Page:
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Genes Dev. 1993 Dec;7(12B):2641-51.

Temporal and spatial association of histone H2A variant hv1 with transcriptionally competent chromatin during nuclear development in Tetrahymena thermophila.

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1
Department of Biological Chemistry and Molecular Pharmacology, Harvard Medical School, Boston, Massachusetts 02115.

Abstract

Vegetative cells of the ciliated protozoan Tetrahymena thermophila contain a transcriptionally active macronucleus and a transcriptionally inactive micronucleus. Although structurally and functionally dissimilar, these nuclei are products of a single postzygotic division during conjugation, the sexual phase of the life cycle. Immunocytochemical analyses during growth, starvation, and conjugation were used to examine the nuclear deposition of hv1, a histone H2A variant that is found in macronuclei and thought to play a role in transcriptionally active chromatin. Polyclonal antisera were generated using whole hv1 protein and synthetic peptides from the amino and carboxyl domains of hv1. The transcriptionally active macronuclei stained at all stages of the life cycle. Micronuclei did not stain during growth or starvation but stained with two of the sera during early stages of conjugation, preceding the stage when micronuclei become transcriptionally active. Immunoblot analyses of fractionated macro- and micronuclei confirmed the micronuclear acquisition of hv1 early in conjugation. hv1 staining disappeared from developing micronuclei late in conjugation. Interestingly, the carboxy-peptide antiserum stained micronuclei only briefly, late in development. The detection of the previously sequestered carboxyl terminus of hv1 may be related to the elimination of hv1 during the dynamic restructing of micronuclear chromatin that occurs as the micronucleus enters a transcriptionally incompetent state that is maintained during vegetative growth. These studies demonstrate that the transcriptional differences between macro- and micronuclei are associated with the loss of a chromatin component from developing micronuclei rather than its de novo appearance in developing macronuclei and argue that hv1 functions in establishing a transcriptionally competent state of chromatin.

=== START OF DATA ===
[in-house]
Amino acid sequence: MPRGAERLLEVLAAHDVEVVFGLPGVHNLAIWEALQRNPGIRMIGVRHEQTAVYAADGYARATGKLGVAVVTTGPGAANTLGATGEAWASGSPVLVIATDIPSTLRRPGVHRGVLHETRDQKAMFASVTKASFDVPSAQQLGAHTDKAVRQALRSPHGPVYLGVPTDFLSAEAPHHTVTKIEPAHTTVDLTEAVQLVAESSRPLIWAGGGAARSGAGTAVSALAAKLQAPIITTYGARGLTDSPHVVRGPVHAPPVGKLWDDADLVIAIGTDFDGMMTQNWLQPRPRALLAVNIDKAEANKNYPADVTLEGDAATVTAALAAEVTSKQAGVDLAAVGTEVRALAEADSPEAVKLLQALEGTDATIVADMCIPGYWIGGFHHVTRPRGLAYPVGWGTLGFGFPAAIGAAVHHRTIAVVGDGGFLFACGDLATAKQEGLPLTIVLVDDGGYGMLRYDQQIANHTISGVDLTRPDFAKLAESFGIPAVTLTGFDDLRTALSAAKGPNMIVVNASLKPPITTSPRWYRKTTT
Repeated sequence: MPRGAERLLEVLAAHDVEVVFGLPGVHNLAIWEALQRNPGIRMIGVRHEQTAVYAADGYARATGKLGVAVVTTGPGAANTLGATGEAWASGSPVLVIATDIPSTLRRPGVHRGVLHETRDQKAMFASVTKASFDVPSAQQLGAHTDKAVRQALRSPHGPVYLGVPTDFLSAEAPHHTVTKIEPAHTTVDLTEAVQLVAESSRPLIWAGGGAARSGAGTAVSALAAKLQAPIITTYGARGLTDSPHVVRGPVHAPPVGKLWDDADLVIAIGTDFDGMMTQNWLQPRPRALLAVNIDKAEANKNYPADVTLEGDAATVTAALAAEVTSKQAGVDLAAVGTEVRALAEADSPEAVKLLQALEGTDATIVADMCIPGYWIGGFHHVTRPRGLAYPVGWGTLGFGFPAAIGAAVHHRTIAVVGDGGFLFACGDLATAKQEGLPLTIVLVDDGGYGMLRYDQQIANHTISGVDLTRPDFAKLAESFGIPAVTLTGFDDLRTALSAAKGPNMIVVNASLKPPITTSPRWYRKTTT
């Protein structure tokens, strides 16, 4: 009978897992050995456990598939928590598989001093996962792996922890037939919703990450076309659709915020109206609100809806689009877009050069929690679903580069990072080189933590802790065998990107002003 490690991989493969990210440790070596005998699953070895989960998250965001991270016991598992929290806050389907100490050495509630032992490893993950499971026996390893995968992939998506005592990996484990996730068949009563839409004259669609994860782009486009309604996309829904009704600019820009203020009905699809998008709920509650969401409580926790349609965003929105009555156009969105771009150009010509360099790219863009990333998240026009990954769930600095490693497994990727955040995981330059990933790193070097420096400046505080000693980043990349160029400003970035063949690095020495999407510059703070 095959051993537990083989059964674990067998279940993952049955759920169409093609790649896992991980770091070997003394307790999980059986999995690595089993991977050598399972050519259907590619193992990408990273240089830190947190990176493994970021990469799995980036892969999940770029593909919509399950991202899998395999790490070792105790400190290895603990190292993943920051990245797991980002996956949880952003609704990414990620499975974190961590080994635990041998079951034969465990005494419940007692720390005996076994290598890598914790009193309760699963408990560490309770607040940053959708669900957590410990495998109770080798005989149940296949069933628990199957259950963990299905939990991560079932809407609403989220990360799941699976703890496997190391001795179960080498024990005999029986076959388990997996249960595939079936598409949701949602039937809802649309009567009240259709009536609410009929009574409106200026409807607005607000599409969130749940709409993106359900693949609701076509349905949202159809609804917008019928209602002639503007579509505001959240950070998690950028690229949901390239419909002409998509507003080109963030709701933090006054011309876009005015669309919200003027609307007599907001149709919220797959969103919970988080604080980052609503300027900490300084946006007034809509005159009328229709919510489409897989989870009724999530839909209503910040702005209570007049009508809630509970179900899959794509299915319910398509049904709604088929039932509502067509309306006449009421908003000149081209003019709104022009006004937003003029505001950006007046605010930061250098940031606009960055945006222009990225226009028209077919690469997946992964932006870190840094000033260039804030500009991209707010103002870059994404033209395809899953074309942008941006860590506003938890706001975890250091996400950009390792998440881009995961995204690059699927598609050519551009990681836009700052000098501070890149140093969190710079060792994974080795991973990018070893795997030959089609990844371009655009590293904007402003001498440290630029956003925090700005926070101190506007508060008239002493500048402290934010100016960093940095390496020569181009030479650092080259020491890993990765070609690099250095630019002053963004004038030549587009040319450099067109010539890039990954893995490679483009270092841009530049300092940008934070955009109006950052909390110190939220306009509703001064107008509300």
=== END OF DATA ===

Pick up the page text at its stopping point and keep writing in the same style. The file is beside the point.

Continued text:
PMID:
8276246
DOI:
10.1101/gad.7.12b.2641
[Indexed for MEDLINE]
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